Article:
It didn’t take long for the 14 public health nurses to come to a consensus. The question was “What are the five most common problems that your patients face?” They considered only moments before listing them off: malaria, HIV/AIDS, diarrhea, hypertension, and toothaches. Since all 14 are registered nurses, they know how to deal with the first four, but nurse’s training doesn’t prepare them to address dental disease.
That is why we found ourselves in Bulawayo, Zimbabwe. A hygienist, a dentist, a hygiene student, and two dental students were part of a collaborative effort between the Zimbabwe Union Health Ministries Department, theå Loma Linda University (LLU) School of Dentistry, and the General Conference Health Ministries Department. The Zimbabwe Union leadership had invited us to provide dental orientation for these 14 nurses in their region, as well as some of the conference health ministries directors. We also planned to provide dental care for them, so that they could “practice” what we expected they would hereafter “preach.”
For almost five days our team taught about basic oral and tooth anatomy, the development of primary and then adult dentition, some common soft-tissue pathology, head-and-neck exams, periodontal disease, and dental caries. We discussed nutrition and demonstrated oral hygiene home care. We taught them what to do when trauma occurs to teeth, and oriented them to infiltration and dental-block anesthesia, teeth cleaning, and extractions, so they could work together with a dentist for patients with these needs. Finally—and most important—we reviewed the unity of oral and systemic health, and how looking into a patient’s mouth can inform about so many general health parameters.
Some of these dedicated nurses are posted in large schools in cities such as Harare, the capital; but most serve very poor patients in small, remote villages, far removed from the urban centers. What they learned would be passed on to other nurses with whom they work, and then to the communities in which their clinics are located.
Because of the relatively remote and developing nature of these communities, dental care is often not available. Many people suffer from undiagnosed and untreated dental disease, which affects their ability to function, as well as their health, comfort, and even life expectancy. As a result of our training sessions, hundreds of people should soon know more about how to maintain good oral health, and be healthier and happier as a result. What better way to emulate our Jesus, who spent so much of His time on earth looking after the health and physical well-being of those He came to save?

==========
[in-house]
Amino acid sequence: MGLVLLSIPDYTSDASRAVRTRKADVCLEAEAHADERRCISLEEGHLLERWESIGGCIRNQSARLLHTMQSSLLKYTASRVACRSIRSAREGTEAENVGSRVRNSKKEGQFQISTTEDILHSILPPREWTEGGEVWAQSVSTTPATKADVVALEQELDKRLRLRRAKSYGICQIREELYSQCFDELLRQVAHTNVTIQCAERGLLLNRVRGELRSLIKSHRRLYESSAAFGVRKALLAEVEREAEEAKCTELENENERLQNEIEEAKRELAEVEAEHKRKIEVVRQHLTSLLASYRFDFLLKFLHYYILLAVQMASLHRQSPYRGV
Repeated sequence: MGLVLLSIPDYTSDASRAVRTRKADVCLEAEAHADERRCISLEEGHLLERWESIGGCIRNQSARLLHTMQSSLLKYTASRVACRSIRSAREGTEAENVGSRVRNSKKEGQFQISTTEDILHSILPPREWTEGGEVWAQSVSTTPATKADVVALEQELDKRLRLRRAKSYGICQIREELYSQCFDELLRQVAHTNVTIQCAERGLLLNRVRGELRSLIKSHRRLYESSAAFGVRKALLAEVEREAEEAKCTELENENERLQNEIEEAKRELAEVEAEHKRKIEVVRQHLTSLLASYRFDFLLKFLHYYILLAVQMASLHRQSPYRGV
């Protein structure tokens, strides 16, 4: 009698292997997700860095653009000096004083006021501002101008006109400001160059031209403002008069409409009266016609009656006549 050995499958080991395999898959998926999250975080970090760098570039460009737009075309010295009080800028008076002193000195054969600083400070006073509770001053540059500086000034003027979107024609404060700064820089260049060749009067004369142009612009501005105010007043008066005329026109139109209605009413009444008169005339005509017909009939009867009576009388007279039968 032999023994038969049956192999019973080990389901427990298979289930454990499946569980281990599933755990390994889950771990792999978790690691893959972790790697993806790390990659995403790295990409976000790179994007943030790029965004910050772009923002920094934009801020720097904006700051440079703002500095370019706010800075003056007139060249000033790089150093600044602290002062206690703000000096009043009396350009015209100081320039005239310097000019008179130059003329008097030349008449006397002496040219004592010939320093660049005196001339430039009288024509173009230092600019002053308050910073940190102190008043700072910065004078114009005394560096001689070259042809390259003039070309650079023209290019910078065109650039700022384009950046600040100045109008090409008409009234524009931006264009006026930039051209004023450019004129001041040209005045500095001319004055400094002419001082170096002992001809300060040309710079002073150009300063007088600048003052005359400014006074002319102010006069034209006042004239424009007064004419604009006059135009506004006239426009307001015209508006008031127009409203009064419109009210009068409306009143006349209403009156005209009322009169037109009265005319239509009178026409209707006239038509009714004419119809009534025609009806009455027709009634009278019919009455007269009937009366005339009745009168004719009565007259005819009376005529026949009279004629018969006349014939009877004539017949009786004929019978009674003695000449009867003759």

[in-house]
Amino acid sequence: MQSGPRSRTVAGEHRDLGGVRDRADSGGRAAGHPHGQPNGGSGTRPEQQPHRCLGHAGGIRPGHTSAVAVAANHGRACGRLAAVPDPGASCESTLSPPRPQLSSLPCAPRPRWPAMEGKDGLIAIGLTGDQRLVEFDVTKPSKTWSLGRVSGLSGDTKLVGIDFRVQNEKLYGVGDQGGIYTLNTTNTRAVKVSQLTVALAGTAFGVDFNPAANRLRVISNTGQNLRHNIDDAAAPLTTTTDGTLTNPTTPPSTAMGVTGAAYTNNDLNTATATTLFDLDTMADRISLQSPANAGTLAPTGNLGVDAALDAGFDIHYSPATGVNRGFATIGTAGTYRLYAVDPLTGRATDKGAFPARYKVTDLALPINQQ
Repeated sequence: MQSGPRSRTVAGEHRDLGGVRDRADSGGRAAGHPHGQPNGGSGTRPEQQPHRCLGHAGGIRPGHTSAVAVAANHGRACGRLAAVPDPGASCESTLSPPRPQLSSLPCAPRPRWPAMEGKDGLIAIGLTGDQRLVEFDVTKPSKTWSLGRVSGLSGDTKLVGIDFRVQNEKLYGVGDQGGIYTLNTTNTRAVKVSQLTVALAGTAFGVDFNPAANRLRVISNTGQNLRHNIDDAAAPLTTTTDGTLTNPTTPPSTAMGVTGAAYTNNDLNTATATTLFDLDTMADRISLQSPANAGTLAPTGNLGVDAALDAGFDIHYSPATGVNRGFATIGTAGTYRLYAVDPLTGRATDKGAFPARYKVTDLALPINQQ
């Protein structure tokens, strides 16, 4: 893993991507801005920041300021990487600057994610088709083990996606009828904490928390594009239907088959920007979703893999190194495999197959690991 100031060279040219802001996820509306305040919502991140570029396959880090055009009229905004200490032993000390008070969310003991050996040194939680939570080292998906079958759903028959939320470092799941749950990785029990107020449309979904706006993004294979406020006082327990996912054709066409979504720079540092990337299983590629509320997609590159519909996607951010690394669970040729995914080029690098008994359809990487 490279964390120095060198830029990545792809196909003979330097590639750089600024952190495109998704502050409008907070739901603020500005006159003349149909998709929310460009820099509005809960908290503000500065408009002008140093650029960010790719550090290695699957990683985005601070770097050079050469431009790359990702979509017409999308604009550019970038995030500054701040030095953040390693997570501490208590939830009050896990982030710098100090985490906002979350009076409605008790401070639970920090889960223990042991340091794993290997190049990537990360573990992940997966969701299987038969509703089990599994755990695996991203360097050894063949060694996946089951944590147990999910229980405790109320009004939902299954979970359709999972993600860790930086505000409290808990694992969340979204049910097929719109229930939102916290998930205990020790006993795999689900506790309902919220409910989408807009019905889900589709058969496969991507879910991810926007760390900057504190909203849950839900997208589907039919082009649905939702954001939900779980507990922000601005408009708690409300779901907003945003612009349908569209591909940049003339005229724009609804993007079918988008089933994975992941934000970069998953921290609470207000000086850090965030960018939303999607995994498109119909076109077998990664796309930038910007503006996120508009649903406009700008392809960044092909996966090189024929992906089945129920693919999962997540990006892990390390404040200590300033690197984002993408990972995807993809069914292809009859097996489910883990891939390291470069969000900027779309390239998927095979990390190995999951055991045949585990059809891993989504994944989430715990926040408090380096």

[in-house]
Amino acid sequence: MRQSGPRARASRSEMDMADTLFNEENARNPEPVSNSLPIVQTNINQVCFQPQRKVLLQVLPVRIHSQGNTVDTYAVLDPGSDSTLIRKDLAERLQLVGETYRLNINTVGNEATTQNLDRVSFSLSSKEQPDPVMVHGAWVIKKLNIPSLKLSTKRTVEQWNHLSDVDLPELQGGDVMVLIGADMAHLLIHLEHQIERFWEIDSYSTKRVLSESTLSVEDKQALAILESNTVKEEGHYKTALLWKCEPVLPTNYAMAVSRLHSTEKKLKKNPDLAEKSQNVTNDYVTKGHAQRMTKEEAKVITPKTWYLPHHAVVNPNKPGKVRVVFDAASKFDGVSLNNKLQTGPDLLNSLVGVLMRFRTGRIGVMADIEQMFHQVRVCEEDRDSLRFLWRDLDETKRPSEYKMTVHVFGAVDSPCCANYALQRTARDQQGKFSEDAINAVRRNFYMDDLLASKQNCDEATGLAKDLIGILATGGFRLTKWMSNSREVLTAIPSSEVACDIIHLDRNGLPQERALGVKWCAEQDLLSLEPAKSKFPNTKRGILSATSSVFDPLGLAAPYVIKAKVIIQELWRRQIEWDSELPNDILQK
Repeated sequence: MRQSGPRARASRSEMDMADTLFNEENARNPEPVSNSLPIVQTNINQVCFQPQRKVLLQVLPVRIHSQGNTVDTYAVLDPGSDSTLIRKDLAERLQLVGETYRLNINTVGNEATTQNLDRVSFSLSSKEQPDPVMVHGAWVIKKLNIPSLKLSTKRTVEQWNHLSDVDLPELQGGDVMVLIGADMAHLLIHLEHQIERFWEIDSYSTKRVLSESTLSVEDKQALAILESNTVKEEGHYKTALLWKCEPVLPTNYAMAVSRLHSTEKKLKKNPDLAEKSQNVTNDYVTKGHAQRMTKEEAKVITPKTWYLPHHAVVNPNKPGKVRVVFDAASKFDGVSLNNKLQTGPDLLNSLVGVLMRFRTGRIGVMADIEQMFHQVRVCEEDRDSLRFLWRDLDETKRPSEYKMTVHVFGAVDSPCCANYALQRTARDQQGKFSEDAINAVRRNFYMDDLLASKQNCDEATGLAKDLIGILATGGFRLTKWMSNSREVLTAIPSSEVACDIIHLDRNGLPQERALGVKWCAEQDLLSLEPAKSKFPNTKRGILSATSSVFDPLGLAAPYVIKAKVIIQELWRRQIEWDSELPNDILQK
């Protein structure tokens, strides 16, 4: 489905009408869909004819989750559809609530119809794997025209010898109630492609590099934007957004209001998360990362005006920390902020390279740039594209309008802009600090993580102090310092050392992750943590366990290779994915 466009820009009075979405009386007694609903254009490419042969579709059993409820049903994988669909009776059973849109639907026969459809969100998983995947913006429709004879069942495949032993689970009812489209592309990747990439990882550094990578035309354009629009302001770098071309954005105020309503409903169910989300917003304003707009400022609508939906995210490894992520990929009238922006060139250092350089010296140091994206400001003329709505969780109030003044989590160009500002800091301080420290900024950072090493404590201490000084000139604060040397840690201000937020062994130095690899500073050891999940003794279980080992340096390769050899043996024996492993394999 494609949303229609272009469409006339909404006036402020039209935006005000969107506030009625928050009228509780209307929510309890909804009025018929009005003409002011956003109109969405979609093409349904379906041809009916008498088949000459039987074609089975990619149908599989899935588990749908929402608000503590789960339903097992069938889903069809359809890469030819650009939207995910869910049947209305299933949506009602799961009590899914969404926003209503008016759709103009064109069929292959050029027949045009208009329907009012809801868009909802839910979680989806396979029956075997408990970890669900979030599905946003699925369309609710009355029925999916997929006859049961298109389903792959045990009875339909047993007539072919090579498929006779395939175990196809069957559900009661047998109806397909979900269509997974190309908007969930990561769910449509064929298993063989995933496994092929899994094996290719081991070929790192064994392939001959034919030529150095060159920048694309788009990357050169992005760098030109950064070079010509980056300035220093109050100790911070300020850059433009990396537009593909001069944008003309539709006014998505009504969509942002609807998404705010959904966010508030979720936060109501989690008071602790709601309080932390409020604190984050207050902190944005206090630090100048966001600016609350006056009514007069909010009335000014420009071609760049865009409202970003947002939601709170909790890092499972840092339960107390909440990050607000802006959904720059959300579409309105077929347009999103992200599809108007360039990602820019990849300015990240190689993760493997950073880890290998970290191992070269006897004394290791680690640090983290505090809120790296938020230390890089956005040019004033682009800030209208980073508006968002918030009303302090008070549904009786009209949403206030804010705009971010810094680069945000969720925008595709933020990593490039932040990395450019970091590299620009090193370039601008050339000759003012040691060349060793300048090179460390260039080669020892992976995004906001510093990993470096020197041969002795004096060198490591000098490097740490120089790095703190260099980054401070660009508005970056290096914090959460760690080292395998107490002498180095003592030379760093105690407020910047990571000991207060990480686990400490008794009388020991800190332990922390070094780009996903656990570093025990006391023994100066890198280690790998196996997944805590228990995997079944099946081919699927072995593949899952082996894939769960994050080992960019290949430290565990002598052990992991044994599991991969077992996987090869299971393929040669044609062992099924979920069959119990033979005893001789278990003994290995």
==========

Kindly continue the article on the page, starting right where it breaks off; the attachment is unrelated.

The students on the team were equally blessed. They seemed to take to teaching naturally, and each one participated extensively in lectures, demonstrations, and small-group discussions. These activities awakened an appreciation for what they could do for others, as well as the joy of participating in the learning process.
After we became provisionally licensed to do dentistry in Zimbabwe, these students put in long hours helping to examine, diagnose, restore, and professionally clean the teeth of the participants. We worked earnestly, as did the nurses, and we became good friends. When it was time to part from one another, there were tears and hugs and many expressions of mutual appreciation.
LLU hygiene student Emi Hongo was impressed by the commitment of the nurses, and described their questions and enthusiasm as “inspiring.” She added, “They helped to reignite my purpose to learn all about hygiene and the way to provide the best oral health care for each individual patient.”
On Sabbath morning following the week of training, we all shared in the worship experience together. The nurses also staged a presentation featuring much of what they had learned about dental care and demonstrated an understanding of how to apply that knowledge to their daily healing activities.
“I was so proud and amazed at how much the nurses learned,” said LLU dental student Robert Espinoza. “I was so happy to be there and to have taken part in the trip. I never realized that dentistry could be a ministry.”
On Sabbath afternoon the team members and nurses were driven to various Adventist churches throughout Bulawayo, where they gave impromptu presentations on systemic, oral, and dental health and answered questions from those in the audiences.
“We were received with warmth, genuine curiosity, and a hunger to know, understand, and learn,” dental student Susan Chung said. “I hope that I gave back to them as much as I received from the experience.”
After the nurses returned to their communities, the team spent a couple days enjoying some of Africa’s natural beauty. But even through the mists and thunder of Victoria Falls, we could still hear the words of appreciation and feel the ties of friendship developed throughout our learning adventure.
When asked if he would do it again, Espinoza enthusiastically replied, “I am going to do it again!”
What a joy to serve with and for other dedicated health-care professionals from any country, any culture, and any language—all working together to introduce others to better health and to God!